I have often been critical
of the "Grammatically Speaking" columns put out occasionally by TESOL, but the most recent
is, I think clear, accurate, and interesting. It looks at the the question of why we say zero degrees
instead of zero degree.
Something I've brought up here before
Schmitt points out that the terms plural and singular may be misleading, and suggests singular and nonsingular. This I think, is a useful approach.
As for his brain teaser, these usually strike me as fairly obvious, but this time, I have no idea what the issue is. Any insight?
Look at the two example sentences below. Explain what grammatical holdover they illustrate and suggest how a teacher might teach this to a language class.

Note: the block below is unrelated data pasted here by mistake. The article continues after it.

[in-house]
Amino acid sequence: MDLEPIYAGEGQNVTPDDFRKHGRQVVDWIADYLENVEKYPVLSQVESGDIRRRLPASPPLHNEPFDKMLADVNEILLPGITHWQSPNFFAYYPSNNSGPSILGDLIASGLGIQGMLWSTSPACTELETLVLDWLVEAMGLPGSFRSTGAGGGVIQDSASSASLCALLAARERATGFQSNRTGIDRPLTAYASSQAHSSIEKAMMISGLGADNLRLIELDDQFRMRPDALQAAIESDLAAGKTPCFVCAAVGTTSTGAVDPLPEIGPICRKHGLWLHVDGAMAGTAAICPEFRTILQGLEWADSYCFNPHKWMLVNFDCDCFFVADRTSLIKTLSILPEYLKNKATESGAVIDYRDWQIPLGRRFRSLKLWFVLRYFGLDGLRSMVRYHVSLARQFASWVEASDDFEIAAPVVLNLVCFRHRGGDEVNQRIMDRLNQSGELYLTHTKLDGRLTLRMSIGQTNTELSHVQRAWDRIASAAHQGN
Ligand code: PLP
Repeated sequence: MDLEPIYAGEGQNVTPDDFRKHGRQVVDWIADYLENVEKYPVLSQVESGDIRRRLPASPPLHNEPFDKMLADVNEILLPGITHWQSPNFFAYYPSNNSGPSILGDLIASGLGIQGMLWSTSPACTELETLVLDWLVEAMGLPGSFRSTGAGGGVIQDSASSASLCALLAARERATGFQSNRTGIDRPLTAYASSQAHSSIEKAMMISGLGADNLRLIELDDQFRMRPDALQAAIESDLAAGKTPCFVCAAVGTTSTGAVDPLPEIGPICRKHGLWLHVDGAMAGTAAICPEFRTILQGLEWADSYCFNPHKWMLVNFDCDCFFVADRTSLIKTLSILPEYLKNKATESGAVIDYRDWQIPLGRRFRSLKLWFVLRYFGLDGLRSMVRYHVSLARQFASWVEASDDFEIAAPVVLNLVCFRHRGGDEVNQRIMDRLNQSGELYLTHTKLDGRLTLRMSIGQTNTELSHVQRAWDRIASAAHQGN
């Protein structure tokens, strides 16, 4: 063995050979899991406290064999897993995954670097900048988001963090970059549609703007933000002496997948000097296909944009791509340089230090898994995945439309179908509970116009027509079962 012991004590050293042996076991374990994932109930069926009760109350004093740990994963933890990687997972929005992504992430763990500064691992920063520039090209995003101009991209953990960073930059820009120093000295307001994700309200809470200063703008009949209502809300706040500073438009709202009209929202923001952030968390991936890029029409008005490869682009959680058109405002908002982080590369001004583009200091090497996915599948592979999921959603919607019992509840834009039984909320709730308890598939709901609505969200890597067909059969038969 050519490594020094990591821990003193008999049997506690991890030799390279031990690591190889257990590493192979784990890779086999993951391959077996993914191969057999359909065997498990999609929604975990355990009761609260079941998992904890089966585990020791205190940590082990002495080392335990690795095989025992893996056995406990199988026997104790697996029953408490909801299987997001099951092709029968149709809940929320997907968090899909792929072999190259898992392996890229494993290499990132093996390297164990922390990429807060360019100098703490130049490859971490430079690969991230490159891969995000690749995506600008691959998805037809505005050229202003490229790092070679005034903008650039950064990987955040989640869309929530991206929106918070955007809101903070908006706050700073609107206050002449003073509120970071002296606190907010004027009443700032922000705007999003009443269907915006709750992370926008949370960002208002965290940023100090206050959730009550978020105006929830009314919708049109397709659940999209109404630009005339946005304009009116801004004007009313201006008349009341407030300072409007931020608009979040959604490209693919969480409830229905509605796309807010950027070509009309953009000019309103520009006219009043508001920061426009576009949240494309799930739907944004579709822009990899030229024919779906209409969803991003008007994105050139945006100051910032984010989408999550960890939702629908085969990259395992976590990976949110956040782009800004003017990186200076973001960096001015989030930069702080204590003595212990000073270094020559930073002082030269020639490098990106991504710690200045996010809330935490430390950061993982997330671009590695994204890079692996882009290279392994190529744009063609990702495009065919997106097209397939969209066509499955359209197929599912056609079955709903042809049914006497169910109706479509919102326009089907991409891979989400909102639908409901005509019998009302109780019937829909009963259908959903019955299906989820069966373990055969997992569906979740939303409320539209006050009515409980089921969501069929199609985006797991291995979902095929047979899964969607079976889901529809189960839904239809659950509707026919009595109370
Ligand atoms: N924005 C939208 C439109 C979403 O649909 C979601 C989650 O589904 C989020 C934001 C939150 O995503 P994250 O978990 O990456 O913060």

- Here's why working at home is both a curse and a blessing.
- In particular, Biden cited the billions of dollars in government financial support for U.S. automakers during the recession as an example of the differing approaches between the parties.
While I'm not sure, I think that he's looking at the -ING forms. Originally verbal, now a substantive and a modifier.
Otherwise I have no clue either.
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